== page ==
Walking a labyrinth is a kind of pilgrimage.
A pilgrimage is an inward journey as well as an external one. It is traditionally defined as travelling, usually with some difficulty, through unknown territory, to a sacred centre, where something memorable has happened before. Often for us, that difficulty lies in simply letting go of our expectations and being present.
How to walk a labyrinth
The labyrinth is a kind of walking meditation. There is no right or wrong way to walk the labyrinth, although, like any meditation, it is best experienced with an unhurried, contemplative approach.
The most important thing is to find and honour your own pace. Collect yourself before you step in by taking a few deep breaths. Create the intention within yourself to be present and to welcome whatever arises.
Sometimes you will be walking with other people. This is an opportunity to appreciate that we are all somewhere on the Path, trying to do the best we can. Be respectful of other people’s need for space and privacy.
What is a guided labyrinth walk?
A ‘guided’ walk means that a trained facilitator is present at the labyrinth event. If walking the labyrinth is a pilgrimage, the facilitator is like the person who provides for the pilgrims along the way: greeting participants as they arrive, assisting with any special needs, offering an introductory explanation for newcomers, answering questions.
What does the facilitator do?
The facilitator establishes and maintains a contemplative atmosphere, sets the theme and intention for the walk, and provides for the comfort and well-being of the participants. Seating arrangements and hospitality invite fellowship and the communion of shared stories. Flowers, candles, “stopping places” or altars, bells and selected music are all sensorial cues that enhance the experience of participating in an event in sacred space. The facilitator opens the event, acts as compassionate presence and witness for participants as they are walking, and conducts the closing ritual of thanksgiving. Many labyrinth facilitators (including Vanessa) have been trained by the Rev. Dr. Lauren Artress, a pioneer of labyrinth practice in North America.
Approaching the labyrinth as a fourfold path – the 4 “Rs”
Some people prefer to go in with a specific question, a request for guidance about a situation, a prayer or sacred “centering” word.
The “fourfold path” expresses the fullness of life’s journey at different times: the joyful via positiva, the sorrowful via negativa, from which emerge the imaginative and inspired via creativa and the life-altering via transformativa.
1/ Via Positiva: joy, delight and awe.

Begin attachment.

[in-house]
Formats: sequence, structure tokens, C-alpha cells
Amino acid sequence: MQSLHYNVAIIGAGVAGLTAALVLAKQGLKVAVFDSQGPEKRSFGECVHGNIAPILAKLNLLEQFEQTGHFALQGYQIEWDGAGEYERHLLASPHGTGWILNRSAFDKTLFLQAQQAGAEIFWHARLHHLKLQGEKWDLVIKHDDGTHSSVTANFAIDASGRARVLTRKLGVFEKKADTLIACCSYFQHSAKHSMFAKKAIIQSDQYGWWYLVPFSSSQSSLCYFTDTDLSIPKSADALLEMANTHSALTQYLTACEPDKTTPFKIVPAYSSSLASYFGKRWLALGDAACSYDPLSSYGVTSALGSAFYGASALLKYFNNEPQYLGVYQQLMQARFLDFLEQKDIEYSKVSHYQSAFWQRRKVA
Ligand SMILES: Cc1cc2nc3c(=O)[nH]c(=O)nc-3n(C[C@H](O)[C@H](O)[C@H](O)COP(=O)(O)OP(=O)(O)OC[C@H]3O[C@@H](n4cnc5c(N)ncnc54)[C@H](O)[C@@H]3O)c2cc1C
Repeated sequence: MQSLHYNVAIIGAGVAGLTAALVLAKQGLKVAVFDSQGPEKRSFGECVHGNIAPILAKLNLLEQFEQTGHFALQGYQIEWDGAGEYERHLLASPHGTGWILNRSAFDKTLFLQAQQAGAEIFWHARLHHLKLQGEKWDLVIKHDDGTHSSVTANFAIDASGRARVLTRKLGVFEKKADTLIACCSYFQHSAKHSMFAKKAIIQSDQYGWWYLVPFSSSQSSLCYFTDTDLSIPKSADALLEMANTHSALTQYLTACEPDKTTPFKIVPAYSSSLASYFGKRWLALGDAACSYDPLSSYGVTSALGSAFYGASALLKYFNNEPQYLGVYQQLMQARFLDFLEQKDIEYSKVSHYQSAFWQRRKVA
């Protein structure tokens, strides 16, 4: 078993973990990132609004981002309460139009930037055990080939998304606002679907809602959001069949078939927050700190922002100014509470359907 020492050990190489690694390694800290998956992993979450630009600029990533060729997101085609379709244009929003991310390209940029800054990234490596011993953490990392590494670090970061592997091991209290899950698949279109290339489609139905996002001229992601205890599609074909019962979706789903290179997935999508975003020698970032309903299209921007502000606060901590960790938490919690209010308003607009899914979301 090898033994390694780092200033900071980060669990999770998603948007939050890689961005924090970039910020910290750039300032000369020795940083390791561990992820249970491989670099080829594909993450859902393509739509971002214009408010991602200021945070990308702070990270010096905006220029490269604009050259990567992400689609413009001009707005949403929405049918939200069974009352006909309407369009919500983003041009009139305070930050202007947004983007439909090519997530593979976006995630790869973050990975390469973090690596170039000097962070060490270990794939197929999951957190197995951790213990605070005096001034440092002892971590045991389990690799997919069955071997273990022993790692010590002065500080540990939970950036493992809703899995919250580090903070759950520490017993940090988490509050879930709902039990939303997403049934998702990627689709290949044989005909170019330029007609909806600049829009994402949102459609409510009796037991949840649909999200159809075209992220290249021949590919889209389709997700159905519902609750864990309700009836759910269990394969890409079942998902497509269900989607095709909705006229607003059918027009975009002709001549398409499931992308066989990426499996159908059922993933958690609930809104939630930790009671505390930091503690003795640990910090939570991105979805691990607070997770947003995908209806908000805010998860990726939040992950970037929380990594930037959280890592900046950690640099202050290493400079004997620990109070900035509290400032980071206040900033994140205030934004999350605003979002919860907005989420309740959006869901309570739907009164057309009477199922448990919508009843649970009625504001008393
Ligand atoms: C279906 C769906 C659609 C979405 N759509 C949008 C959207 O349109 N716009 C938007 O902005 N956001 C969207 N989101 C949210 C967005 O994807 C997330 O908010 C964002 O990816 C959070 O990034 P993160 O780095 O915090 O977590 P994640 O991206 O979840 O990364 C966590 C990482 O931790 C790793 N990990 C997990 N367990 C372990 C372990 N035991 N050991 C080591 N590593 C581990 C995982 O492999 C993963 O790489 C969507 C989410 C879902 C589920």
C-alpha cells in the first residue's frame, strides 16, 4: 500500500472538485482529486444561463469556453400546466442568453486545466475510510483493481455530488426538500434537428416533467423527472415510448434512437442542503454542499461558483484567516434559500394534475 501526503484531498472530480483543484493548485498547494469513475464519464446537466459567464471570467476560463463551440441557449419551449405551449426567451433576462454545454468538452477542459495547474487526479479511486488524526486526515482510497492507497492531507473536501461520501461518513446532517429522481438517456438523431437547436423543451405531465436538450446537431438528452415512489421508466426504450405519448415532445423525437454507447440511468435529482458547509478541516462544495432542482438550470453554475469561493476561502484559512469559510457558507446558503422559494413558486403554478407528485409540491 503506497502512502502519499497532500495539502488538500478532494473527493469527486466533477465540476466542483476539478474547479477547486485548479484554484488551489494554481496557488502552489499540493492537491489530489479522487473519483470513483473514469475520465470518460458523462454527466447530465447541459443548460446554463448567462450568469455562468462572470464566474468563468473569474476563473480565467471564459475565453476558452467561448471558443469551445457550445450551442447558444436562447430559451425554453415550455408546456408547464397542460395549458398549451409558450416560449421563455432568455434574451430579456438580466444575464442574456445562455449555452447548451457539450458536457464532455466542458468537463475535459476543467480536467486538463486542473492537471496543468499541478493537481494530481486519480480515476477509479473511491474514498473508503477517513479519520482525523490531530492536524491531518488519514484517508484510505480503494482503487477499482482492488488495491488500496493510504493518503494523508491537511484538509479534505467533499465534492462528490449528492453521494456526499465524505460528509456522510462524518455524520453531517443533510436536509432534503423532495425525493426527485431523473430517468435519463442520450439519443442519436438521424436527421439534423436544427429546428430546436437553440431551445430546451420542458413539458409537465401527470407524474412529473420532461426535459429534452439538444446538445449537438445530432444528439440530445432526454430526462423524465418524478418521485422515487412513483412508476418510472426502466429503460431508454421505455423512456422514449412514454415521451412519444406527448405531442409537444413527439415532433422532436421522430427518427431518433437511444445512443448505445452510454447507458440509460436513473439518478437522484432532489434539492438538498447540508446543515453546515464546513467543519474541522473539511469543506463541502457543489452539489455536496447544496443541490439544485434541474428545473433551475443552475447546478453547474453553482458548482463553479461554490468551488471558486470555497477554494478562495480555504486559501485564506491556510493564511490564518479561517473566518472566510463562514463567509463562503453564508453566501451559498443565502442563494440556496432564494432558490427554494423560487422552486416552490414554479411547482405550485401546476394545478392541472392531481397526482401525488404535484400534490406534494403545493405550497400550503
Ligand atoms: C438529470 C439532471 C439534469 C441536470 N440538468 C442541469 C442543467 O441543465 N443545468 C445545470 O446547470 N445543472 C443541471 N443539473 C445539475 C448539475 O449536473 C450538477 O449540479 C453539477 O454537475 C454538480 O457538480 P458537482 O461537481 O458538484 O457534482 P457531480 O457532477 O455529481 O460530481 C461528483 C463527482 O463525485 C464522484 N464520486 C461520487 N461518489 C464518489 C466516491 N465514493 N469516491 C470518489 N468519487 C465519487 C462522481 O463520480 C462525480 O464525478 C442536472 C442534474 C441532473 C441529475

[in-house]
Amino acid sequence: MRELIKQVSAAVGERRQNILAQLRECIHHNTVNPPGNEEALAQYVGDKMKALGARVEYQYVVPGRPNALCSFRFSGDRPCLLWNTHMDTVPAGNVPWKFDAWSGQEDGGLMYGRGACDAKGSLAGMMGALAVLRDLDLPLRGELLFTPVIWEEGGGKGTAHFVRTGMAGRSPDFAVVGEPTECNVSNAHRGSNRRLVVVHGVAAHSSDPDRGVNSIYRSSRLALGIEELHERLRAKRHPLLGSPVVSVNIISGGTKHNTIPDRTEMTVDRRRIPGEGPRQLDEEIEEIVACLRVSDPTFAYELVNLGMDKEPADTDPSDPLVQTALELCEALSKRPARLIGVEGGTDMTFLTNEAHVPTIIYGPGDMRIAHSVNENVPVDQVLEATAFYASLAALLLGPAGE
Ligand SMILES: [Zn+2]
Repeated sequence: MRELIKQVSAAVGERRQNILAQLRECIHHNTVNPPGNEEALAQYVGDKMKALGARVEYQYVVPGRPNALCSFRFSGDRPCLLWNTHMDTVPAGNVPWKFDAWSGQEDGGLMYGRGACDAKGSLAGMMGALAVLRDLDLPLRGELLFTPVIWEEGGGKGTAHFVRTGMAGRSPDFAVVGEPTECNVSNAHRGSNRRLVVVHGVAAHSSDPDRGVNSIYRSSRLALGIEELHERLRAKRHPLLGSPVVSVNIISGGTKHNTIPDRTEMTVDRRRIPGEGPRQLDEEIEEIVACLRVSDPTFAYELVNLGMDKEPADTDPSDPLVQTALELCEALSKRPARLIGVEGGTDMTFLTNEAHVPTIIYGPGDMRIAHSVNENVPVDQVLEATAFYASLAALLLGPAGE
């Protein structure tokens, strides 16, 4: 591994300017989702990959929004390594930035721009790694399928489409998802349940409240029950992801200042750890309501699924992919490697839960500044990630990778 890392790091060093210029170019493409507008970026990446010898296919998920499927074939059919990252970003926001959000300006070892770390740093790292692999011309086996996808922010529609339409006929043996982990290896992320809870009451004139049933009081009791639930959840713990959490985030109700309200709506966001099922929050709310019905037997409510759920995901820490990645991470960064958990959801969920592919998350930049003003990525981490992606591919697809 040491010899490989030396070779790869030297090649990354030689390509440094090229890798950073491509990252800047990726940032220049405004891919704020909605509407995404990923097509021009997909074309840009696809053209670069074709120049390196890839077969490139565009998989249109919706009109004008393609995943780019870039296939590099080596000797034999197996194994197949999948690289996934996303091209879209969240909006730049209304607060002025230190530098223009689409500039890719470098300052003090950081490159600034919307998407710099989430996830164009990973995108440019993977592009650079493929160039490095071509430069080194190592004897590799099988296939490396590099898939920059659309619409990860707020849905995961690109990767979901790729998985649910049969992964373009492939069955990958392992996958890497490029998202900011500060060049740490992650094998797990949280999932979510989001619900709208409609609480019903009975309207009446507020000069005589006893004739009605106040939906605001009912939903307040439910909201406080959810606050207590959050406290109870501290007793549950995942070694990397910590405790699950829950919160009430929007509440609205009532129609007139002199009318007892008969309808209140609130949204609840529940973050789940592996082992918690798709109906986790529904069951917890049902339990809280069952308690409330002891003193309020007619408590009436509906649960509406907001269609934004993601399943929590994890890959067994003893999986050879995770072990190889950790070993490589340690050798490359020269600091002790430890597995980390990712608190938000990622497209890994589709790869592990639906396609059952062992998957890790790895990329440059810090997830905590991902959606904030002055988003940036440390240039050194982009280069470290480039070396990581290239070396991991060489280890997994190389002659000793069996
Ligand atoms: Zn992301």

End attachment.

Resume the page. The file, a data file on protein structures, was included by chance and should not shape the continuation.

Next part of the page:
Remembering — all your blessings as you prepare to walk; to be grateful to yourself for taking this time out, and your feet for getting you to the labyrinth!
2/ via negativa: darkness, silence, suffering, letting go and letting be.
Releasing —shedding your expectations and obstacles, doubts and fears.
3/ via creativa: creativity, inspiration.
Receiving — guidance, interior silence, peace, creative idea; whatever it is your soul chooses to nourish itself, however unexpected this may be.
4/ via transformativa: justice, compassion, interdependence.
Resolving —to honour your insights and give them traction in the world; to take the next step of your life. Like taking the first step into the labyrinth, this is an act of will.
What people say about walking the labyrinth
“I gained clarity and release” … “entered a peaceful space” … “I felt my heart open to compassion”… “eager to be part of a circle of light” … “lovely”… “I get a peaceful feeling here” …”you create a very safe place conducive to expression”
On a personal note
In May 2008, I re-visited the labyrinth at Notre Dame Cathedral in Chartres on a Friday, when the chairs are cleared away. It had been nine years since I was last there, and I was grateful to be back. It was wonderful to see the labyrinth open to the public, although the explanatory signage was discreet and easy to miss. I was taken aback by the tourists ambling about taking pictures of the rose window high above us, oblivious to others who were trying to make the most of this rare opportunity to walk the path beneath our feet. Then it dawned on me: I could be on a spiritual path without any big signage or accommodations. For all I knew, the tourists were on their own spiritual paths, which happened to occupy the same space as mine that day. Wherever we were in our journeys, it made no difference to the labyrinth. It was there for all of us.